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Onto-Med >> Theories >> GFO Part I Basic Principles

 
   

7.2 Material Structures and Substrates

Every material structure consists of an amount of substrate. An amount of substrate may be understood as a special persistant whose instances are distinct amounts at certain time-points; we call these presential amounts of substrate. An amount of substrate at a certain time-boundary, i.e., a presential amount of substrate, is always a part of the substrate of a material structure. We introduce the predicates $\GSubstr(x)$ and $\GPSubstr(x)$, where $x$ is an amount of substrate, and $x$ is a presential amount of substrate, respectively. The basic relation $\Gconsist(x,
y)$ means the material structure $x$ consists of the (presential amount of) substrate $y$. There are several kinds of substrates, they may be classified as solid, fluid, and gaseous substrates. Let $x$ be an amount of substrate; in which way can one say that an amount of substrate persists, i.e., there is a persistant whose instances are amounts of substrate? Consider, for example, an amount $G$ of gold. $G$ may undergo several changes; many different forms may inhere in $G$ at different time-boundaries. There may be rings, teeths, broochs, lumps etc., whose substrates contain the ``same'' $G$ as parts. Furthermore, there is an ontological connectedness between this $G$ at different time-boundaries. There are several properties that can be attributed to $x$ (solidity, fluidity, gaseity). Hence, material structures are constituted by (presential) amounts of substrates, boundaries, forms, and other presential qualities (color, weight). Basic relations then bring these constituents together to form the whole of a material structure.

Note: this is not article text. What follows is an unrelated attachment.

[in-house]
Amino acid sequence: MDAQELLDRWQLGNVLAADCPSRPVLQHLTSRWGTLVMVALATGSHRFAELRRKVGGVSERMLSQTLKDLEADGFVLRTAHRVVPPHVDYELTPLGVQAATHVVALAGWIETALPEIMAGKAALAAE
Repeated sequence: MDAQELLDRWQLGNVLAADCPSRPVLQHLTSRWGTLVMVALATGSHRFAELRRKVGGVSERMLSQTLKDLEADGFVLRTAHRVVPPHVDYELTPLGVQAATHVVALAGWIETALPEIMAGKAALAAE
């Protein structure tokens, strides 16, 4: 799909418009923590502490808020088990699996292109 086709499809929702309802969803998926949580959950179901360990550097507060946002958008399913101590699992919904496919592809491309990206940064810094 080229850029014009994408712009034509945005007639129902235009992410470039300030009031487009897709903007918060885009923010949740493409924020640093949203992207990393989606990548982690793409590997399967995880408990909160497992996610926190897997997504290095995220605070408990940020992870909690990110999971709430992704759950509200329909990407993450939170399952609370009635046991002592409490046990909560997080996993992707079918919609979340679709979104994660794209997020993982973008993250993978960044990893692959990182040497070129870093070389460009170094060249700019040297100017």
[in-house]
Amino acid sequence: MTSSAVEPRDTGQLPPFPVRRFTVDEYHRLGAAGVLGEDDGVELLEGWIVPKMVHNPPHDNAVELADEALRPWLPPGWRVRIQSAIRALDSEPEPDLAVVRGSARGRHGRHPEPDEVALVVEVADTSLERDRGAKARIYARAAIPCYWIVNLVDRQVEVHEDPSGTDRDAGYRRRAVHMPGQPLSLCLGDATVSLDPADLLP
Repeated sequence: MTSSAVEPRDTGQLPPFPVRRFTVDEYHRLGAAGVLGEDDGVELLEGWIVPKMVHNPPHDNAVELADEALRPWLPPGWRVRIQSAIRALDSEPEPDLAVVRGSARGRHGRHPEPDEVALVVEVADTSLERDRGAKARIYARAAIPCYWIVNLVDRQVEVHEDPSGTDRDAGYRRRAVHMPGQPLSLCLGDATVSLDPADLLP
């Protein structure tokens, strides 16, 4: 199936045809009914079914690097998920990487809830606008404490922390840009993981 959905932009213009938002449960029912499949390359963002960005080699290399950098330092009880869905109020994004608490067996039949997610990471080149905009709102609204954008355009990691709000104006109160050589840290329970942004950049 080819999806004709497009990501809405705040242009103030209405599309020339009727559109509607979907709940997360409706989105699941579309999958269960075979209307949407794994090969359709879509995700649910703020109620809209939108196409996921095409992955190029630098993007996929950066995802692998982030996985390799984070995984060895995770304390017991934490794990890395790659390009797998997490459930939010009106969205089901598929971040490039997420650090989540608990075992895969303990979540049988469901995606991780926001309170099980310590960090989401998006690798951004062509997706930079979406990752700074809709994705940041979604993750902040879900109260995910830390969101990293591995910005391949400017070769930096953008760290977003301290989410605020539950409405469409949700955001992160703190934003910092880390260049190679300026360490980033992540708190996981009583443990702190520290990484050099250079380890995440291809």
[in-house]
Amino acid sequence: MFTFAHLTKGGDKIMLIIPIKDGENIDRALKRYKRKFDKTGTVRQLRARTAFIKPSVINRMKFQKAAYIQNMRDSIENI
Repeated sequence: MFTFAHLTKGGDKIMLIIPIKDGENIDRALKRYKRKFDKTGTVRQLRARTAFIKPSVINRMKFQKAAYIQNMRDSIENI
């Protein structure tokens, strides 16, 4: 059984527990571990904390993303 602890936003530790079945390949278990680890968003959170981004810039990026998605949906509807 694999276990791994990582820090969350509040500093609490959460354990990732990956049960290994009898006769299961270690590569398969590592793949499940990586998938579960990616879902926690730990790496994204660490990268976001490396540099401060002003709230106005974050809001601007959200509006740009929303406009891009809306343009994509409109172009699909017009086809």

Robert Hoehndorf 2006-10-18
 
       
     
     
     

   
     
     
       
 

deutsch   imise uni-leipzig ifi dep-of-formal-concepts